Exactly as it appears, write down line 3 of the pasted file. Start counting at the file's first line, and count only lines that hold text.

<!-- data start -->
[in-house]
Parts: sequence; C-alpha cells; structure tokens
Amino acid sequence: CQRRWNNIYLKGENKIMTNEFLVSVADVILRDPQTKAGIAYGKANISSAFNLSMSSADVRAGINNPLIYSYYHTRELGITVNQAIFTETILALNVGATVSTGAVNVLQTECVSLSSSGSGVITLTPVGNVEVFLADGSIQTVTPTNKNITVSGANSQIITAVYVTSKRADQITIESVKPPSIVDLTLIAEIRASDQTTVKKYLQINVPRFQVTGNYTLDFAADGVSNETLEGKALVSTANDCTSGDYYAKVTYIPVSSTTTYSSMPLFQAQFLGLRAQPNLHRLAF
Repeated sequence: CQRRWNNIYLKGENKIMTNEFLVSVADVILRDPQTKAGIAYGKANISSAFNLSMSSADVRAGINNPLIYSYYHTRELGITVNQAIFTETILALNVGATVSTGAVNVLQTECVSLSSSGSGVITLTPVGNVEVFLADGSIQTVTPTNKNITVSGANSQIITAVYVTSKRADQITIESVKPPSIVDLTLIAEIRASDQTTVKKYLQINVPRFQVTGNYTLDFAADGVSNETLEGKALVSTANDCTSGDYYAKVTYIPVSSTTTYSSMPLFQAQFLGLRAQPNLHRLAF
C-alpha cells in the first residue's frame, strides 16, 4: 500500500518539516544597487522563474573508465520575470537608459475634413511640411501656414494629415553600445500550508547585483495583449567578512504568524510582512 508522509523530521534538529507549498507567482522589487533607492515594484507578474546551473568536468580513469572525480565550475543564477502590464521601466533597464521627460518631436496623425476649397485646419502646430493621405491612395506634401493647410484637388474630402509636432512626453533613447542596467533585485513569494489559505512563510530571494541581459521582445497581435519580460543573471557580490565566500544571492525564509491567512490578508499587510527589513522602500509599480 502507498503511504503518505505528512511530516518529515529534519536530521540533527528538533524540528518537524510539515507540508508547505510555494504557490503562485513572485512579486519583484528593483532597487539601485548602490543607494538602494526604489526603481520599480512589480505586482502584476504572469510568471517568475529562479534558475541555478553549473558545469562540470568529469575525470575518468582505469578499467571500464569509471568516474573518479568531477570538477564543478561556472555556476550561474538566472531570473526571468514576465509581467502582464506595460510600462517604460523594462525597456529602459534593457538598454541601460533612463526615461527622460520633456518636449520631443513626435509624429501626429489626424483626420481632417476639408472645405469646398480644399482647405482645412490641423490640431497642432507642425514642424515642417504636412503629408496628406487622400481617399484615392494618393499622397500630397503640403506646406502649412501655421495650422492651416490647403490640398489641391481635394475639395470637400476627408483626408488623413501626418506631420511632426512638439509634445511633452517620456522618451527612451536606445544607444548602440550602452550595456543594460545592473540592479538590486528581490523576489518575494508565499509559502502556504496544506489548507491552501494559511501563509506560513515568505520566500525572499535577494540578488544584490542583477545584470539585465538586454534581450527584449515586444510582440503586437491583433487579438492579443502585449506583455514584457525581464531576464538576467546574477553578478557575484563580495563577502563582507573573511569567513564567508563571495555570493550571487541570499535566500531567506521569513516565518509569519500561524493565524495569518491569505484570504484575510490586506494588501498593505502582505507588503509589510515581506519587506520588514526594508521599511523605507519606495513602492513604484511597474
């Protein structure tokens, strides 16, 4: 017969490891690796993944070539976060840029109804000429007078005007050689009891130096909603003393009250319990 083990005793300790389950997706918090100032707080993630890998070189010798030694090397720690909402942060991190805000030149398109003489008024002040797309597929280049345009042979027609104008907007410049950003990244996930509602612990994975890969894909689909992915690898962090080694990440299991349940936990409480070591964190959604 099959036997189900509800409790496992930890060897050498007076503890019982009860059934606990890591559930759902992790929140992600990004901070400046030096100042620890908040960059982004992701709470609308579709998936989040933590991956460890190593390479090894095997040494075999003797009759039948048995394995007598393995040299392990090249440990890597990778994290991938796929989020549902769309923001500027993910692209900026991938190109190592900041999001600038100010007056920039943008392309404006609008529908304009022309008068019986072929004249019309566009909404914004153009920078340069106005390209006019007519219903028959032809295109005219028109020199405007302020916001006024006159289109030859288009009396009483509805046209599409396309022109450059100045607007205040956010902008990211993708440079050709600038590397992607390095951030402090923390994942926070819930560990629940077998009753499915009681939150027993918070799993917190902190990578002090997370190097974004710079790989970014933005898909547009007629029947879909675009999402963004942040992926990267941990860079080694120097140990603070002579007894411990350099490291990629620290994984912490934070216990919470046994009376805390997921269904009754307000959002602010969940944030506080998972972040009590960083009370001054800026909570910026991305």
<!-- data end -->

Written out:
Amino acid sequence: CQRRWNNIYLKGENKIMTNEFLVSVADVILRDPQTKAGIAYGKANISSAFNLSMSSADVRAGINNPLIYSYYHTRELGITVNQAIFTETILALNVGATVSTGAVNVLQTECVSLSSSGSGVITLTPVGNVEVFLADGSIQTVTPTNKNITVSGANSQIITAVYVTSKRADQITIESVKPPSIVDLTLIAEIRASDQTTVKKYLQINVPRFQVTGNYTLDFAADGVSNETLEGKALVSTANDCTSGDYYAKVTYIPVSSTTTYSSMPLFQAQFLGLRAQPNLHRLAF